Nuramira does song covers in both Malaysian Sign Language and American Sign Language.
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Rocking out and lip-synching to your favourite song is one of the best feelings ever for most people. But what if you’re one of the 40,000 deaf persons in Malaysia, or the thousands more with hearing disabilities that makes this simple act a seemingly impossible task?
This is why 20 year old Nuramira Binti Mohd Amin is making sign language covers of local songs for the Malaysian deaf community to enjoy.
Though she doesn’t have any hearing disabilities, the Johorean lass told TRP that she began learning sign language two years ago in 2018 when a friend who was learning sign language taught her how to sign as well.
I honestly enjoy being around differently-abled persons and to understand the world through their perspective. Because they are different, and indeed very special.Nuramira to TRP.
From these lessons, the ardent music lover began to wonder; “How do deaf people enjoy songs?”
I was quite sad at first that they can’t hear these songs, feel the emotions behind the singing or listen to the amazing lyrics. I felt like I wanted them to enjoy music like I do – like all of us do- and thought; “I have to do something!”.Nuramira to TRP.
That’s when Nuramira decided to cover songs in sign language!
The final year diploma in fine art student set up a YouTube channel especially for this project in August, with Datuk Seri Siti Nurhaliza’s “Aku Bidadari Syurgamu” as her first sign language cover.
Nuramira tells TRP that she does the covers in Bahasa Isyarat Malaysia for local songs and American Sign Language (ASL) for international songs.
FYI, Bahasa Isyarat Malaysia is the main language of Malaysia’s deaf community and the official sign language recognised by the government used in broadcasts and announcements.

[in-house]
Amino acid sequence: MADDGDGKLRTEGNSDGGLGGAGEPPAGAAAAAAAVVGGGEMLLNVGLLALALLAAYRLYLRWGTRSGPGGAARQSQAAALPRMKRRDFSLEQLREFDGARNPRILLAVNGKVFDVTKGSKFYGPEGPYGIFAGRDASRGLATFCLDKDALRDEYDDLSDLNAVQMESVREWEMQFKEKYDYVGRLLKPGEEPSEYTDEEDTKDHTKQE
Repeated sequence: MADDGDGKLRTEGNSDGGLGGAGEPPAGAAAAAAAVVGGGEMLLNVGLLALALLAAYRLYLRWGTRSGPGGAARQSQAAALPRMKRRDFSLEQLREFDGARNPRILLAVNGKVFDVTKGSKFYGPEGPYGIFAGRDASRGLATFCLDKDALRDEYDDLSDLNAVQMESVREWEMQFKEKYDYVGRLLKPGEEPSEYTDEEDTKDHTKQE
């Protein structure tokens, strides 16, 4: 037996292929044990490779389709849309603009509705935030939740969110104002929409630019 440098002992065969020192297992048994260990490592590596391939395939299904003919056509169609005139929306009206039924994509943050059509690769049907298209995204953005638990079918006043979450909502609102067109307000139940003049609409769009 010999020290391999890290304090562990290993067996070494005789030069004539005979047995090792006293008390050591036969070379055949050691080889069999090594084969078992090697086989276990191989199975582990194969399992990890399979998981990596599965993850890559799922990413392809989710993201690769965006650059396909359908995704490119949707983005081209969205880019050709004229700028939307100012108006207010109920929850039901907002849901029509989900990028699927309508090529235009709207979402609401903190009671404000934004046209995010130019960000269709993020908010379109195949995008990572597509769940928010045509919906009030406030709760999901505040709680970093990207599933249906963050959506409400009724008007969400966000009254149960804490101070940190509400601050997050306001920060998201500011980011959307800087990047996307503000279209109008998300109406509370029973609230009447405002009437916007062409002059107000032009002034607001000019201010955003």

Meanwhile, ASL is predominantly used in the United States of America.
If the world was ending //— 🎨نور (@nrrmra) September 8, 2020
Another sign language cover!! Its in ASL (American sign language). This is the hardest, not the best but gotta shoot my shot! 🤟🏻🤟🏻❤️ Enjoy! pic.twitter.com/Zwm2EryBAo
While Nuramira’s signing may seem effortless, she reveals that doing sign language song covers is no easy feat.
“It’s actually very draining,” she admits, “I have to put all my heart and soul into my signing.”
You see, sign language isn’t just about the hands. Despite what many may think, it’s a very expressive language whereby facial expressions and the speed of signing convey the “speaker’s” feelings.
I have to show it with my face, with my body, with expressions and emotion. And there might be some words that I can’t interpret so I have to ask my deaf friends. There are also times when I have to truly understand the lyrics and listen to the whole song everyday just to be able to find the right emotions to express.Nuramira to TRP.
Even with the struggles, Nuramira finds it all worth it in the end when her deaf friends tell her that they can actually “feel” the song through her interpretation.
It’s a bliss when I get feedback for my videos, everyone loves it – both the deaf and the hearing. My deaf friends tell me that they can really feel the song, understand it and are touched by the song.Nuramira to TRP.
Org pekak mcm saya pasti akan rasa dihargai dan terharu bila tgk video ni. Im so glad and proud of you!!! 😭😭💖💖💪💪— Izzatul Husna (@izzatulhusna98) August 28, 2020
And she hopes to keep spreading joy through her sign language music covers.
Nuramira’s videos have already begun gaining traction on Twitter, which has helped spark interest in the little understood language.
I really hope that whoever watches my signing videos realize how beautiful sign language is and know that it is not only for the deaf – everyone should learn and make sign language.Nuramira to TRP.
More importantly, she wants Malaysians to understand the communication barrier is not a reason to remain oblivious to the deaf community.
“They are a part of us, too,” exclaims Nuramira, “I want the deaf community to know that we appreciate them.”
She puts the pun in Punjabi. With a background in healthcare, lifestyle writing and memes, this lady's articles walk a fine line between pun-dai and pun-ishing.